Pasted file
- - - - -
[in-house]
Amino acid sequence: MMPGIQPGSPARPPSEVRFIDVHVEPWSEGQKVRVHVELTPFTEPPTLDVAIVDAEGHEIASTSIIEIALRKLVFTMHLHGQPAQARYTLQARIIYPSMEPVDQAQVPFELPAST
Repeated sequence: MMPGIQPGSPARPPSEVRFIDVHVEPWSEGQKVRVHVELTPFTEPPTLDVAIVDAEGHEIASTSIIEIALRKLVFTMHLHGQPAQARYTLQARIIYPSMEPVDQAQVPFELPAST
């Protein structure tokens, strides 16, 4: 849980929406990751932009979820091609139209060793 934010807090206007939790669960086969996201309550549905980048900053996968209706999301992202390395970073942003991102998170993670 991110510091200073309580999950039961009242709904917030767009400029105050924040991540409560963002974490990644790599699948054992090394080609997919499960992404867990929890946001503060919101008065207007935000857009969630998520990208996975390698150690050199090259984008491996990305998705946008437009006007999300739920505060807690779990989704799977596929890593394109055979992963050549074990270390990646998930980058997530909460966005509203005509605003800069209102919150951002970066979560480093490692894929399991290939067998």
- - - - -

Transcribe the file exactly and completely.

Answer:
[in-house]
Amino acid sequence: MMPGIQPGSPARPPSEVRFIDVHVEPWSEGQKVRVHVELTPFTEPPTLDVAIVDAEGHEIASTSIIEIALRKLVFTMHLHGQPAQARYTLQARIIYPSMEPVDQAQVPFELPAST
Repeated sequence: MMPGIQPGSPARPPSEVRFIDVHVEPWSEGQKVRVHVELTPFTEPPTLDVAIVDAEGHEIASTSIIEIALRKLVFTMHLHGQPAQARYTLQARIIYPSMEPVDQAQVPFELPAST
């Protein structure tokens, strides 16, 4: 849980929406990751932009979820091609139209060793 934010807090206007939790669960086969996201309550549905980048900053996968209706999301992202390395970073942003991102998170993670 991110510091200073309580999950039961009242709904917030767009400029105050924040991540409560963002974490990644790599699948054992090394080609997919499960992404867990929890946001503060919101008065207007935000857009969630998520990208996975390698150690050199090259984008491996990305998705946008437009006007999300739920505060807690779990989704799977596929890593394109055979992963050549074990270390990646998930980058997530909460966005509203005509605003800069209102919150951002970066979560480093490692894929399991290939067998």